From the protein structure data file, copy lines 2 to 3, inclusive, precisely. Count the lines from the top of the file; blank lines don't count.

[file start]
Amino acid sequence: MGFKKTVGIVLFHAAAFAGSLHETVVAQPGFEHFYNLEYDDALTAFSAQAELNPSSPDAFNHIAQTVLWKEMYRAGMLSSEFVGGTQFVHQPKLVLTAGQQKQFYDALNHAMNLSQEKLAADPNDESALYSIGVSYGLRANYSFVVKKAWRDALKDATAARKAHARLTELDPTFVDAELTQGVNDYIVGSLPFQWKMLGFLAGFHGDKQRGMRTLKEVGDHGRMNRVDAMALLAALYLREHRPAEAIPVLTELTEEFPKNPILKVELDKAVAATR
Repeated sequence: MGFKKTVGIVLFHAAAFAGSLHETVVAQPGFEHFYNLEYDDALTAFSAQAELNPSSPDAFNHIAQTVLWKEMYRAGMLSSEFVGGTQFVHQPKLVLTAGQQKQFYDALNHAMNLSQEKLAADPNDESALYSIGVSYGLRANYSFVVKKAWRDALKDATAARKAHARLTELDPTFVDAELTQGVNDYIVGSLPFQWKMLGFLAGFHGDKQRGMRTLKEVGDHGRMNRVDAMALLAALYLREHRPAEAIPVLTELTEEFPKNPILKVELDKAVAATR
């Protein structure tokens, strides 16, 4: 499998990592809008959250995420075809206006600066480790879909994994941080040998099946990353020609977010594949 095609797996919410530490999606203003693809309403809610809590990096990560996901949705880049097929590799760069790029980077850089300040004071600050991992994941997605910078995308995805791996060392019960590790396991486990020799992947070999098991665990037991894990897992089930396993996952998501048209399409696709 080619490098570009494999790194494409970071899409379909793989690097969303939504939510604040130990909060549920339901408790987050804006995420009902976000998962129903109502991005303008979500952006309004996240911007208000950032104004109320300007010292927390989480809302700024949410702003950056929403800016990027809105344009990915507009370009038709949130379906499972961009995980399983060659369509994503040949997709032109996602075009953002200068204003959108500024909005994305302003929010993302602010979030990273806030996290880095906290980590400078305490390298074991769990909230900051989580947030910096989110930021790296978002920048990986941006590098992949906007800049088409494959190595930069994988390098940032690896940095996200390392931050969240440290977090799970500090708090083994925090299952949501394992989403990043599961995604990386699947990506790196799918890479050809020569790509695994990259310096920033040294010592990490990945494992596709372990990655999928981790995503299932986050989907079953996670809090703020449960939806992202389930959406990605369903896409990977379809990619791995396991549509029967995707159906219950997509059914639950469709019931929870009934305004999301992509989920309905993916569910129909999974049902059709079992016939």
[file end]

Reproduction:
Repeated sequence: MGFKKTVGIVLFHAAAFAGSLHETVVAQPGFEHFYNLEYDDALTAFSAQAELNPSSPDAFNHIAQTVLWKEMYRAGMLSSEFVGGTQFVHQPKLVLTAGQQKQFYDALNHAMNLSQEKLAADPNDESALYSIGVSYGLRANYSFVVKKAWRDALKDATAARKAHARLTELDPTFVDAELTQGVNDYIVGSLPFQWKMLGFLAGFHGDKQRGMRTLKEVGDHGRMNRVDAMALLAALYLREHRPAEAIPVLTELTEEFPKNPILKVELDKAVAATR
């Protein structure tokens, strides 16, 4: 499998990592809008959250995420075809206006600066480790879909994994941080040998099946990353020609977010594949 095609797996919410530490999606203003693809309403809610809590990096990560996901949705880049097929590799760069790029980077850089300040004071600050991992994941997605910078995308995805791996060392019960590790396991486990020799992947070999098991665990037991894990897992089930396993996952998501048209399409696709 080619490098570009494999790194494409970071899409379909793989690097969303939504939510604040130990909060549920339901408790987050804006995420009902976000998962129903109502991005303008979500952006309004996240911007208000950032104004109320300007010292927390989480809302700024949410702003950056929403800016990027809105344009990915507009370009038709949130379906499972961009995980399983060659369509994503040949997709032109996602075009953002200068204003959108500024909005994305302003929010993302602010979030990273806030996290880095906290980590400078305490390298074991769990909230900051989580947030910096989110930021790296978002920048990986941006590098992949906007800049088409494959190595930069994988390098940032690896940095996200390392931050969240440290977090799970500090708090083994925090299952949501394992989403990043599961995604990386699947990506790196799918890479050809020569790509695994990259310096920033040294010592990490990945494992596709372990990655999928981790995503299932986050989907079953996670809090703020449960939806992202389930959406990605369903896409990977379809990619791995396991549509029967995707159906219950997509059914639950469709019931929870009934305004999301992509989920309905993916569910129909999974049902059709079992016939």